Need Help with Al's gritty mix Concerned

sherri-anne(5)April 24, 2012

I have been lurking around the forums for weeks and spending many hours of reading on Al's gritty mix.

I have spent many days tracking down the ingredients. Since I could not find turface I used NAPA 8822 floor dry.

For my house plants I Used this formula

4 parts pine bark fines sifted

5 Granite (gran I grit) sifted

3 parts floor dry sifted

I used a 1 gallon Ice cream container to measure my parts so this was a big batch

I also added 1 tablespoon per gallon of mix gypsum

I used this formula because the floor dry holds more water than turface.

I had a few plants that have had severe reactions.

I have a peace lily from my fathers funeral in bloom from 5 years ago- been in the same pot for ever-and the mineral salt build up on the side of the container was obvious.Yeah I messed with the roots quit a bit getting it out of its old soil but was pretty careful as this plant has sentimental value. The plant was not outgrowing the pot and the roots were not that vigorous so I bleached and cleaned the same pot and put it back in.

After planting this in the gritty mix- it immediately fell over. I was not concerned because these plants wilt frequently when dry so I figured it would perk up. It has been about four days now and it is still laying on its and the leaves look worse and worse some yellowing. I got some foliage pro and mixed that at a quarter strength to try and perk it up- that did not work either.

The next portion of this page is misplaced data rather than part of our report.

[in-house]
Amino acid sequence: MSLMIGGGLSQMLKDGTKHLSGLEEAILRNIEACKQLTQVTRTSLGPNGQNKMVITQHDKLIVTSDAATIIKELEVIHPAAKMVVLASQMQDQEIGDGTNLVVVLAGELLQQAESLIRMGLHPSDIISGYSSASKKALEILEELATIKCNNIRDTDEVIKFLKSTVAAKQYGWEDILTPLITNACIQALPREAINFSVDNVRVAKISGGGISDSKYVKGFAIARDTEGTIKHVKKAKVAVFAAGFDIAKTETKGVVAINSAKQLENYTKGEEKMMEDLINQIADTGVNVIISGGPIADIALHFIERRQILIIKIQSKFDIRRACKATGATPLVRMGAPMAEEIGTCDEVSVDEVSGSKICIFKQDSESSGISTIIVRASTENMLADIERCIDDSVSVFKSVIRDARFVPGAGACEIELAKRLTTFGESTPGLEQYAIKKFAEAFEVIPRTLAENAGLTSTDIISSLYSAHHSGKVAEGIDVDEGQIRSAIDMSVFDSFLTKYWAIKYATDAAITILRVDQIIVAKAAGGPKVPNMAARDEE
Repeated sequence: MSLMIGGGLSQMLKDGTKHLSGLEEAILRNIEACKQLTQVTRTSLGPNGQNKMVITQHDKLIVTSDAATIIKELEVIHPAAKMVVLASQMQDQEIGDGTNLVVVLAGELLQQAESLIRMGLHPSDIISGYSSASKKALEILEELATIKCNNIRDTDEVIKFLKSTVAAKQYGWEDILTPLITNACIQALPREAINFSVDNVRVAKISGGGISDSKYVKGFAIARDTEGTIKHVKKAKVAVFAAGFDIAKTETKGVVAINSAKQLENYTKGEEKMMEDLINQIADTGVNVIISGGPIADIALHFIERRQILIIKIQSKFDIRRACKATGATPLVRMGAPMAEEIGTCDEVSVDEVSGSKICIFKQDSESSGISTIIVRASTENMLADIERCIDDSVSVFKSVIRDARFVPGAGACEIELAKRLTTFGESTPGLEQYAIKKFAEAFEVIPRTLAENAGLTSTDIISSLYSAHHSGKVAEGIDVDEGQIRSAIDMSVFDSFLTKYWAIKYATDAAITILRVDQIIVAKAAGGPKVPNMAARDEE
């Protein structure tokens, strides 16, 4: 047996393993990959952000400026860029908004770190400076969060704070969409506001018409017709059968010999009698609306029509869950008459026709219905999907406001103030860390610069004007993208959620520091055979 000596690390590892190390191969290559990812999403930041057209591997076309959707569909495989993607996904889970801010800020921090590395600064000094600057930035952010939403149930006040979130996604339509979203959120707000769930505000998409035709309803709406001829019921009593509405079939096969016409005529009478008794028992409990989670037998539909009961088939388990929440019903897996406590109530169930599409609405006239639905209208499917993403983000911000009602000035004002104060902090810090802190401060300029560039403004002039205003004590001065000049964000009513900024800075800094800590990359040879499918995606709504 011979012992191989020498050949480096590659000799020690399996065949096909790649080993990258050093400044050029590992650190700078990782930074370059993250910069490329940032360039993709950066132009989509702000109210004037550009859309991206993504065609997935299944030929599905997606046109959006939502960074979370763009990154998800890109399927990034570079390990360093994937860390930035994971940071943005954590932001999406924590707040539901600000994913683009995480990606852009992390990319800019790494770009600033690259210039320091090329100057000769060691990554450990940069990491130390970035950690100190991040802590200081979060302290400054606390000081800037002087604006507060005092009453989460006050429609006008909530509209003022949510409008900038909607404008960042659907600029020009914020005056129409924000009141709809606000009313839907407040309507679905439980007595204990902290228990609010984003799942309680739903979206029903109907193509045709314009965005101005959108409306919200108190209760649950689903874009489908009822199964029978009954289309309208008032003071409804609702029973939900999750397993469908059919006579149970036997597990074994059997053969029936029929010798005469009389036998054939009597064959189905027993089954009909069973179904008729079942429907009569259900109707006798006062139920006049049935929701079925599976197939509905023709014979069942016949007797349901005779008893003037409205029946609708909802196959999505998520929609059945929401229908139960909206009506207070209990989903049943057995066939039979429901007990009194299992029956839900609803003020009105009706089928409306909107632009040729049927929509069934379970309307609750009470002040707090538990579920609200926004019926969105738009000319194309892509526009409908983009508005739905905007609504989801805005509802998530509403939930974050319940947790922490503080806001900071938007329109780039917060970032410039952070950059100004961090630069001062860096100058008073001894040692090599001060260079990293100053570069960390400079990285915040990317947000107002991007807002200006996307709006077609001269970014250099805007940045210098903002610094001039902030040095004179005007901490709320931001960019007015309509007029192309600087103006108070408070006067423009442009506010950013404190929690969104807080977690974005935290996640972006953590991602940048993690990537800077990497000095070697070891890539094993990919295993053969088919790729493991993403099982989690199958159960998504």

I also got a couple plants from the nursery a lantanna and a fuchsia and transplanted them and the plants shriveled up with crispy leaves over night. I have other plants that seam to be doing okay Clivia (thank goodness), aloe, christmas cactus, spider plants, coleus

I am not new to gardening, but I am new to gritty mix and never had such severe reactions from plants. I feel like something is off.

One concern I have is since I mixed such a big batch maybe the gypsum was not mixed thoroughly enough. I know my particulate size is right I spent many hours studying the pictures in the threads.

I am not sure what else to try Epsom salts, more gypsum. I am thinking maybe a ph shock in certain plants.

I am really concerned because I went gung ho and put 1-1-1 mix in my coconut lined window boxes- now I am afraid that when I do get plants for them they wont thrive either as lantanna and fuchsia were my main picks for them.

does anyone have any suggestions or experience with certain plants not doing well with gritty mix, anything I can do to insure success

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I just made a post before you (very short while ago) with similar concerns and it also includes Peace Lily in it.

Link to it:

Hopefully, we can both get some answers.

    Bookmark   April 25, 2012 at 2:47AM
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I believe Peace Lily prefers to be mildly acidic in pH range of 5.5 to 7. Turface comes in at ph of 6.2 (from some posts here) and Floor Dry at ph of 7.

I had a Peace Lily yellow on me after I attempted to clean and bare-root the round-bound thing! I cleaned it so well with my hands and water that a lot of the roots detached. Using your hand to untangle the roots is likely going to rip many roots off.

I believe some leaves will yellow off and die from lack of roots to support it. From then on, I don't try to completely bareroot it by hand --- Instead, I try and flush out the old soil with a fire hose and leave alone the soil or moss that won't come out. Usually, it's the moss or very light fiber mediums that won't come out when surrounded by roots. When I'm done, the roots are usually a bit untangled by the force of the water, but doesn't rip them off. Use your judgement on the pressure of the water, try it with small jet and slowly increasing it.

    Bookmark   April 25, 2012 at 3:05AM
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Thanks for following up Jala. So I am wondering if I should do something to amend the PH, If so What?